Vatican Partners With UA Artist

From the June 2015 Desktop News | UA faculty member and artist-in-residence Chip Cooper was invited to Rome for an exhibit of photographs by him and Cuban photographer Julio Ángel Larramendi Joa as part of the celebration of the 80th anniversary of diplomatic relations between Cuba and the Vatican. The exhibit, “Campesinos,” is on display at the Massimiliano Massimo Institute in Rome through June.

After the exhibit in Rome, the photographs will travel to other Italian cities including Naples, Turin and Milan. The works previously were displayed in Havana in March 2015. The exhibit came about through communication between officials in the Vatican and the office of the Cuban ambassador to the Vatican.

The exhibit features 50 images, 25 each by Cooper and Larramendi. The works featured in the exhibit are from a collaborative project to chronicle the lives of campesinos, or peasant farmers, in Cuba. The University of Alabama Press will publish a book in 2016 featuring the photographs, titled “Campesinos, The Heart and Soul of Cuba.” The exhibit is culled from thousands of photographs taken by Cooper and Larramendi for the project.

“I had met Julio in 2008 while working on a previous project,” Cooper said. “He helped me understand Havana and Cuba. He became my mentor during this project. We decided that we wanted to work on a book together, and we agreed to explore the life of the campesino.”

Cooper and Larramendi worked 16-hour days and traveled some 10,000 miles to complete the project.

“What we have both seen is that there are many books on Cuba’s cities but not the people,” Cooper said. “‘Campesinos’ captures the heart and soul of Cuba, the campesino, the country people. Larramendi and I have photographed all aspects of life in the rural countryside of Cuba — photographs that show a way of living that has not changed much in the last century. The photographs show Cuban landscapes and communities, children and education, work, social life, traditions, religion, houses and portraits of the people.”

On their travels, Cooper and Larramendi encountered Cuban people who had never seen an American before. In one town, Cooper said, a child saw him and said, “Mama, a Yuma.” “Yuma” is a word Cubans use to describe Americans, based on the original 1950s western “3:10 to Yuma.”

“The love from the farmers and the friendships I developed were incredible. They always invited us into their lives as part of their family,” Cooper said.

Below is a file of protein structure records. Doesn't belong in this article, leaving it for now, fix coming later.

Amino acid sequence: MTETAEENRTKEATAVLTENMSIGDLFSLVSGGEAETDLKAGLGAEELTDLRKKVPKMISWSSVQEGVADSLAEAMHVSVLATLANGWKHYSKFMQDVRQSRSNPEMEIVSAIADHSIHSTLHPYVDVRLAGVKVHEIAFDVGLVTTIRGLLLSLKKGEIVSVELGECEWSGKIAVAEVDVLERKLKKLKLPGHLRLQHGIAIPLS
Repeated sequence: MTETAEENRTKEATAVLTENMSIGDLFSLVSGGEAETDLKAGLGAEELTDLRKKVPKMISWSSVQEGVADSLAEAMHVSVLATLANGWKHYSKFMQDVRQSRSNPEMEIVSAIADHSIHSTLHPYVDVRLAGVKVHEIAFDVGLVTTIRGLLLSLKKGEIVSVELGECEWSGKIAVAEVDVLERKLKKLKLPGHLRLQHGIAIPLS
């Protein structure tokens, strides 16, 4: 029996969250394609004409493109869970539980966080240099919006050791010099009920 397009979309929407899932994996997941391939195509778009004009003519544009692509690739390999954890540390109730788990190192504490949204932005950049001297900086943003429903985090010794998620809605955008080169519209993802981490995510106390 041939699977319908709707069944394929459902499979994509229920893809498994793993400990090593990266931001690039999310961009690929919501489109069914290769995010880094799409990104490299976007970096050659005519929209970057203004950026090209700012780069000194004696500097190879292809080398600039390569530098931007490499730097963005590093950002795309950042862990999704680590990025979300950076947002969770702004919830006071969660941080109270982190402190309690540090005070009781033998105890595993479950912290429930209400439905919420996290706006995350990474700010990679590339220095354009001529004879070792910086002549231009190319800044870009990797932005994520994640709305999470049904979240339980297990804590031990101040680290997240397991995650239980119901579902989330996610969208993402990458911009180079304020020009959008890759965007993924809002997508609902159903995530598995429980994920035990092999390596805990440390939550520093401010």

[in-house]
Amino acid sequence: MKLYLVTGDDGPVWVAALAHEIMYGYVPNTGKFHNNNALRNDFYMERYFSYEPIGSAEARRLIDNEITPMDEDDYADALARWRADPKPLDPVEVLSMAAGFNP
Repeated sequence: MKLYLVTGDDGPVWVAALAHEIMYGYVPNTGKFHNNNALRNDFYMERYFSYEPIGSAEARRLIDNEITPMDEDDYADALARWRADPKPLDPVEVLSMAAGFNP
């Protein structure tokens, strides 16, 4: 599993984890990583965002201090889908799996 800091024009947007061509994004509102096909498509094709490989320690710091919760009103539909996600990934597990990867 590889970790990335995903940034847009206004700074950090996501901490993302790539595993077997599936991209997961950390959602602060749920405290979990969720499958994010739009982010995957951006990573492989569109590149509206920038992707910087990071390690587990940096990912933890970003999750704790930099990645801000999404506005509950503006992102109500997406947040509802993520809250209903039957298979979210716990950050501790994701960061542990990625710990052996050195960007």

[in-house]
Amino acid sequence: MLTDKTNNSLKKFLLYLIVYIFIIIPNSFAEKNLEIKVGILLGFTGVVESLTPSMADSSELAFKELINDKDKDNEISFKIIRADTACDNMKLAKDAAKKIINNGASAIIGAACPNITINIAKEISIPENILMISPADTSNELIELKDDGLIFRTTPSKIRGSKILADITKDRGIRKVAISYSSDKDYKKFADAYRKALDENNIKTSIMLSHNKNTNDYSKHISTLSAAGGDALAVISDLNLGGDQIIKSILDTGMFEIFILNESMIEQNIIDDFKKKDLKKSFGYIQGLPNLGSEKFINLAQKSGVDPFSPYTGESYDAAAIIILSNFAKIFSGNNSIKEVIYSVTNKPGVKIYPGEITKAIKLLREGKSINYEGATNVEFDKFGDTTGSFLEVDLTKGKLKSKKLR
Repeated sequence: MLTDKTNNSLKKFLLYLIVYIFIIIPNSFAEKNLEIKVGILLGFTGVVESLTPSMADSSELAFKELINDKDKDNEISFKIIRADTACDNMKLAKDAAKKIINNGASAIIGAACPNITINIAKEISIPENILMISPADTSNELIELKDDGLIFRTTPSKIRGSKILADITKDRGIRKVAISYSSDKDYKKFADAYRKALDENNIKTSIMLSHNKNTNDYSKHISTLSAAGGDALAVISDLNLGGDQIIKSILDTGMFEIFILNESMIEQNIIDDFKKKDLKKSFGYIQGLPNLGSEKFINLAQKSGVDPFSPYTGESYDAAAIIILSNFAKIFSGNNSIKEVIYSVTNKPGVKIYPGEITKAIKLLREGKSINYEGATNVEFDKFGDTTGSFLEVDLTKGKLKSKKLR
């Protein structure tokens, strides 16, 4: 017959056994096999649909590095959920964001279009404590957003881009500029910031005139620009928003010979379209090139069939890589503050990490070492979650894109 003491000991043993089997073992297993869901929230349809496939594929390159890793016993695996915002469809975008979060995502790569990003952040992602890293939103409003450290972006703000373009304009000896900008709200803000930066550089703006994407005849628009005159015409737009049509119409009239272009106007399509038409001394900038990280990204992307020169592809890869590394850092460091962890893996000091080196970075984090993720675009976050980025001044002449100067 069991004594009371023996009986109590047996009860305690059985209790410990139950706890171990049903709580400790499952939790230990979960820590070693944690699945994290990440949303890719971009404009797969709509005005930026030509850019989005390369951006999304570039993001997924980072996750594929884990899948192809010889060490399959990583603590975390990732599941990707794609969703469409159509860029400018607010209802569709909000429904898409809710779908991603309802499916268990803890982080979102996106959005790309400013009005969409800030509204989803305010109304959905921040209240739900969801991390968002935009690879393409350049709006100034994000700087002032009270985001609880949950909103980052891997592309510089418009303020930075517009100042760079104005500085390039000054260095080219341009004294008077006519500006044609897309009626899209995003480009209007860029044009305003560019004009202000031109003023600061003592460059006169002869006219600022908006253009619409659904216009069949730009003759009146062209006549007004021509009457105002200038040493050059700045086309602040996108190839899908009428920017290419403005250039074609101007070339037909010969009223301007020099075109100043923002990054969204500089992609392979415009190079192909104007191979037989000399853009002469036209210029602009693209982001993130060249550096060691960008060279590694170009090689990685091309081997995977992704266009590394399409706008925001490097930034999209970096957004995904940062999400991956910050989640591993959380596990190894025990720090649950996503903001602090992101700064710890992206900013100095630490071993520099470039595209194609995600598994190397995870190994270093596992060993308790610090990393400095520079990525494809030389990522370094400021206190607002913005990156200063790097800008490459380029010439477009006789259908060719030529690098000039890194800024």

Cooper began his work in Cuba through UA’s Alabama-Cuba Initiative, which since 2002 has brought UA and Cuban educators together to establish opportunities for graduate student research and teaching and formal course work for undergraduate students at Cuban academic institutions.

In 2008, Cooper joined with Cuban photographer Néstor Martí of the Havana Historian’s Office in documenting the oldest and most historically rich quarter in Cuba’s capital city at the invitation of Eusebio Leal Spengler, historian of the city of Havana and director of the Old Havana restoration project. The collaboration resulted in “La Habana Vieja,” a 228-page book with more than 200 photographs taken over a three-year period. It was published by The University of Alabama Press.

Cooper credits Dr. Robert Olin, dean of UA’s College of Arts and Sciences, for his leadership of the Alabama-Cuba Initiative and for the support that made the publication of “La Habana Vieja” and “Campesinos” possible.

“He had extraordinary vision, and without him, these books that document a pivotal period in the life of the Cuban people and give insight into the rich culture of Havana wouldn’t have happened,” Cooper said.

More than 45 disciplines and departments, approximately 100 faculty, and nearly 75 graduate and undergraduate students at UA have participated in the initiative, made possible through an academic travel license from the U.S. Department of Treasury, which permits travel to Cuba for certain specific educational activities.  Since its inception, more than 80 scholarly activities including articles, artworks, performances, exhibitions and books have been produced by UA faculty involved in the Alabama-Cuba Initiative. Recently, UA established the Center for Cuban Collaboration and Scholarship to build on the educational activities of the initiative.